Each morning it is the same sun that awakes us, but so too do we welcome each day as a new experience. And though it is not as if the Maserati MC12 has ever left us since it debuted in 2004, so too may we celebrate it again today as if its existence was just as fresh and full of possibility.
I say this not because the Maserati MC12 crept into my dreams (though it is welcome to), or that one drove past me while I was walking to get groceries (though I wish one would), or that I was kidnapped in one as part of an elaborate plan to oust the prime minister of the United Kingdom (again, I am more than open to this happening at any time).
It is that the car’s designer, Frank Stephenson, blessed us with the ability to see the MC12 come to life in a sketch, be born again, ushered into this world, received the breath, the holy breath, in this case, some ink on some paper.
Stephenson does not give us any juicy details about internal politics of draping the skin of the MC12 over the skeleton of the Ferrari Enzo. The best we get is that he wished he could have done bigger side windows, but the construction of the Enzo limited him to littler ones.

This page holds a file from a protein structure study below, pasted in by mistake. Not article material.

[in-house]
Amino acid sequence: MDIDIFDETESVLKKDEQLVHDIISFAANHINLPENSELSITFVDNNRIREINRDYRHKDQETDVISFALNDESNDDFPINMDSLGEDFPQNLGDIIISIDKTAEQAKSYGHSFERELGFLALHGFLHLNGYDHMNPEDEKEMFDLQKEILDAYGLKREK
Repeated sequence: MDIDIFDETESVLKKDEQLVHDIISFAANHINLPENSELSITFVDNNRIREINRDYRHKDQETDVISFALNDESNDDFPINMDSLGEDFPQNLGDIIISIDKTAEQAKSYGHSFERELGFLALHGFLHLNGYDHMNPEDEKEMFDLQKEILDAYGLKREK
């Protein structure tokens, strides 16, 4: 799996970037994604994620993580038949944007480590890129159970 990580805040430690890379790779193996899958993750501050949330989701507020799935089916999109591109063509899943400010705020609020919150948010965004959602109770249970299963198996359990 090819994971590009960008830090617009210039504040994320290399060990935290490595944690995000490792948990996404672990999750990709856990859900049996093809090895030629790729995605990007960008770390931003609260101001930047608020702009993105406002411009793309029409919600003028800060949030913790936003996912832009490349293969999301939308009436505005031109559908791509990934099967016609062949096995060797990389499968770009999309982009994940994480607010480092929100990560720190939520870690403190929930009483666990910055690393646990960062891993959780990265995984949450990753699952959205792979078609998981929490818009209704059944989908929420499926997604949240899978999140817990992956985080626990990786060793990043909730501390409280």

Nor do we get any dreamy or gauzy descriptions of the magnificent, loony strakes that run over the extractors, like a Ferrari F50 that was cursed by a wizard and turned into a Venetian mask. There is a long tail because it’s good for aerodynamics. There is a big wing because it’s good for aerodynamics. The engine is in the middle so it gets very hot. The MC12, a car about as flamboyant as cars got at the time, was designed in about as matter-of-fact a fashion as you could imagine.
That is fine with me because the MC12 is not a car that has to make sense or be good, or pretty, or anything really. It is a rumble from an earthquake, that there are deep forces always bubbling under the normal din of the auto industry, and that a car like the MC12 could spit up at any time.